Rural communities take care of their own

Guest Viewpoint

While we still lived back there, I did manage to teach the concept of personal responsibility to my sons by taking them on hikes in the woods. Whatever they thought was important enough to bring, they had to carry until we got back home.

Similarly, each region has different priorities and needs the freedom to decide, in this time of limited resources, which are worth carrying and how to take them. But as we all learned too well in the wake of 9/11/01, sometimes we just plain need help. It's wise to consider that our neighbors to the south could be stricken. Like a man who wakes up to find his house on fire, they may find that their “fingers” and “toes” are absolutely essential as they seek their own safety and that of their loved ones.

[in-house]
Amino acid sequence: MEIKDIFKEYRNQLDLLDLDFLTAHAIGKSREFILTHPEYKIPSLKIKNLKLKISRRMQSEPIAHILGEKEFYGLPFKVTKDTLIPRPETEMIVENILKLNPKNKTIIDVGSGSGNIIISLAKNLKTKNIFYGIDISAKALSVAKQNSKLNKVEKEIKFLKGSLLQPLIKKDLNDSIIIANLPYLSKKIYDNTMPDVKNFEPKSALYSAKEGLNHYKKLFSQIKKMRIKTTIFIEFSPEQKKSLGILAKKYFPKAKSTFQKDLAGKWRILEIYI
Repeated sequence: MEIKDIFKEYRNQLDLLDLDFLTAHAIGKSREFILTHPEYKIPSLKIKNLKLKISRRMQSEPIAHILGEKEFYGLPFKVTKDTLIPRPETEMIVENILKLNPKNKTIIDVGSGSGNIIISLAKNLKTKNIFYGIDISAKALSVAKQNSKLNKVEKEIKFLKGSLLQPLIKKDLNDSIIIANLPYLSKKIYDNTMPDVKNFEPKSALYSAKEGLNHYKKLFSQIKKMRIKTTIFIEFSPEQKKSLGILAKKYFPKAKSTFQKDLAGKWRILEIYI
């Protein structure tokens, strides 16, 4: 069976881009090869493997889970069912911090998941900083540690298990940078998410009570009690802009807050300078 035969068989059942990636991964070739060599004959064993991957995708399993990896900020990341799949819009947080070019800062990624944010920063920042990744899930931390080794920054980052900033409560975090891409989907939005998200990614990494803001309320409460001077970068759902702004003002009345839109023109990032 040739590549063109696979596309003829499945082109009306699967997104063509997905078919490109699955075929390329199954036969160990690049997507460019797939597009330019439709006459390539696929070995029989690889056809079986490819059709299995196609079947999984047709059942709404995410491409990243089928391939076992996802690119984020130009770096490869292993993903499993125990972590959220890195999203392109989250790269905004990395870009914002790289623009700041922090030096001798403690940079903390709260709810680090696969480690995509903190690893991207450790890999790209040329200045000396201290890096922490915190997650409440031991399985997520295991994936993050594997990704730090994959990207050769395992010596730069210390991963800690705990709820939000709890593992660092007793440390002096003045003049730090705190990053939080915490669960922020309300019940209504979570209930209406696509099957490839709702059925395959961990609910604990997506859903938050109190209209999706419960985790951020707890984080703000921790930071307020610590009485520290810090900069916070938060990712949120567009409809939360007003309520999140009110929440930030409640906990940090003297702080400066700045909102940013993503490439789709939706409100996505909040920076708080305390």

It's a good thing that we live in a place where friendly folks volunteer help and advice, whether your concern is dealing with a rabid dog literally in your back yard, or perhaps slaughtering a chicken. Up here, people don't just throw out foods they can't eat when they change diets, they give it to someone else like a friend from church did for us (to the tune of at least three weeks worth of groceries!). We live, and need to live, in a Good Samaritan community where people see a need and fulfill it, rather than shun getting their hands dirty to help a stranger in need.

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